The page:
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  • Author or Editor: Earl E. Gossard x
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Earl E. Gossard

Abstract

Two theoretical models of shear layers in the atmosphere are examined. The conditions for their dynamic stability are found and their predictions of wavelength to layer-thickness ratio are compared with classical models and with available observational data. Although the models are only rigorously applicable to in-compressible fluids, it is suggested that they also represent conditions in the atmosphere, and clear-air returns published by Katz from the high-power pulse radar at Wallops Island are especially emphasized. Model 2 appears to be able to account for the narrow band characteristic of many of the observed events and also to explain better than other models the observed wavelength to layer-thickness ratios.

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Earl E. Gossard

Abstract

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Earl E. Gossard
and
William R. Moninger

Abstract

The dynamic instability and the kinematics of a multi-layer, shear model of a convective boundary layer are analyzed. Important features of the model include a capping temperature inversion that may or may not be accompanied by a wind discontinuity, a surface-based superadiabatic layer, and a statically stable upper atmosphere. It is shown that the capping inversion can result in a relatively narrow band of dynamically unstable wavenumbers that depend on shear layer thickness, implying a strong selection of scale in growing disturbances. The influence of the various model parameters on selection of the “most unstable” scales is shown and their corresponding propagation velocities are calculated.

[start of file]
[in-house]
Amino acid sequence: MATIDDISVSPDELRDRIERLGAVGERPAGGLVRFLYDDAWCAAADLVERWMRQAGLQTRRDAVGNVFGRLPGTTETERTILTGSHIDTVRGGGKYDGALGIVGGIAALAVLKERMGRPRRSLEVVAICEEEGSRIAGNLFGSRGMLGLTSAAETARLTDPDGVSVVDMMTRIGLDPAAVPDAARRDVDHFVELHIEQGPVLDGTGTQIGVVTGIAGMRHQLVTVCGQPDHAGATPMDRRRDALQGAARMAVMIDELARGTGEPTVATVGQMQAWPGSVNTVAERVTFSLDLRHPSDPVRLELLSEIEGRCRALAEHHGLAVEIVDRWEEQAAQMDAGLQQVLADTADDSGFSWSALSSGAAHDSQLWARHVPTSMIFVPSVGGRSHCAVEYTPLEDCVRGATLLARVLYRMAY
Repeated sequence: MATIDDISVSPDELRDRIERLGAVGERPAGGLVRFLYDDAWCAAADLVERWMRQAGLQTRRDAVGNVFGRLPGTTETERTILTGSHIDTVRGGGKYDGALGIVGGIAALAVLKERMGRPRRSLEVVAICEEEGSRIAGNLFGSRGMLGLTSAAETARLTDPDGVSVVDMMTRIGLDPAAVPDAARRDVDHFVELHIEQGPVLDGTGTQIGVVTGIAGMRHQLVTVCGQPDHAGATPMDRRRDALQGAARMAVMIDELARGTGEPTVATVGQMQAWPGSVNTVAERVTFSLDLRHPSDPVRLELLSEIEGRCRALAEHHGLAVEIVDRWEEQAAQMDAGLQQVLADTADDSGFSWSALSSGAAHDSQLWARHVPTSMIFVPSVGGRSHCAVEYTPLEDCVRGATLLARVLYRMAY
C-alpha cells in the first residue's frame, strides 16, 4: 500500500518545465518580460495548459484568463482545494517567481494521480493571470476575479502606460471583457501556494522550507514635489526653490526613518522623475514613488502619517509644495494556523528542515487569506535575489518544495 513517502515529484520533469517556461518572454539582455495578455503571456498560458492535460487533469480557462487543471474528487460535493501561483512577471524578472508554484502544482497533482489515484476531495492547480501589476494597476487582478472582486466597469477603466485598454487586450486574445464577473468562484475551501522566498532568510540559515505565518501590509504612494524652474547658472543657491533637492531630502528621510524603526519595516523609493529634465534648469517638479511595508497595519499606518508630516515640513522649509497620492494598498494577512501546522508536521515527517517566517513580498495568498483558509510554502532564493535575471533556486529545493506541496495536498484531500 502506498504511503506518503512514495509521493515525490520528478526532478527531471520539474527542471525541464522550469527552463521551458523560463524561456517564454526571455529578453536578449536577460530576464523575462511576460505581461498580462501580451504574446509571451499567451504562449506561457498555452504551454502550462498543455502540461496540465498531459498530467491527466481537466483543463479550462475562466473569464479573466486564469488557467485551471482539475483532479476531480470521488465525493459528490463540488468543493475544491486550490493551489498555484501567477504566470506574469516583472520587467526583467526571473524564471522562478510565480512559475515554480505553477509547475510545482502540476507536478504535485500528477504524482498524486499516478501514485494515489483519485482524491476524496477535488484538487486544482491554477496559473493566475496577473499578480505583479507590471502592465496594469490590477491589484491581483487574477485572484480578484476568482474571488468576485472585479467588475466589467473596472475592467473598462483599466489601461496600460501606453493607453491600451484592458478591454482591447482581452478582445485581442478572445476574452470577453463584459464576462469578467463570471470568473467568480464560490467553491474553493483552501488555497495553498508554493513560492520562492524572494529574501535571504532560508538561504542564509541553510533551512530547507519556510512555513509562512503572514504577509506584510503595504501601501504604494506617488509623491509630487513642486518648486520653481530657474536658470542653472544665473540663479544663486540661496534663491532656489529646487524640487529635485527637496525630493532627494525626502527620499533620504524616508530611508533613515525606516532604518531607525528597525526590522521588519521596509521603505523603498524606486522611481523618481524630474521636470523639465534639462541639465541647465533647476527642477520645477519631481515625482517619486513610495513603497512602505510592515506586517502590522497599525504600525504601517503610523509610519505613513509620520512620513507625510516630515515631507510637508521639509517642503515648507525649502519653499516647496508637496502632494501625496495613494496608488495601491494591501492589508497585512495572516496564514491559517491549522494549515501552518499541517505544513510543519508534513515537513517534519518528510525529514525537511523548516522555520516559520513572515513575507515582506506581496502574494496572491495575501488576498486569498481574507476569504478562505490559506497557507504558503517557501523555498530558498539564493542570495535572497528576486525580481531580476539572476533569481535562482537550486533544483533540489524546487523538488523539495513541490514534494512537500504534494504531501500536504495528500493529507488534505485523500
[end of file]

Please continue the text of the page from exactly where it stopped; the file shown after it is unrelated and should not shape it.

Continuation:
A simple form of the model is also used to examine the characteristics of the convectively unstable modes. It is found that two-dimensional disturbances aligned transverse to the wind shear are most dynamically unstable, whereas two-dimensional disturbances parallel to the wind shear are most convectively unstable.

The vorticity and general kinematics of the disturbances are affected in an important way by the presence of a critical level within the height range occupied by the disturbance.

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Willilam R. Moninger
and
Earl E. Gossard

Abstract

A model having smooth wind and density profiles, for which a new solution of the Taylor-Goldstein equation can be found, is described. This model is particularly suitable for comparison with the analogous piecewise linear model so that the influence of “corners” in profiles can be judged. Such corners are found in models studied by Rayleigh, Goldstein, Taylor, Howard, Holmboe, and Gossard.

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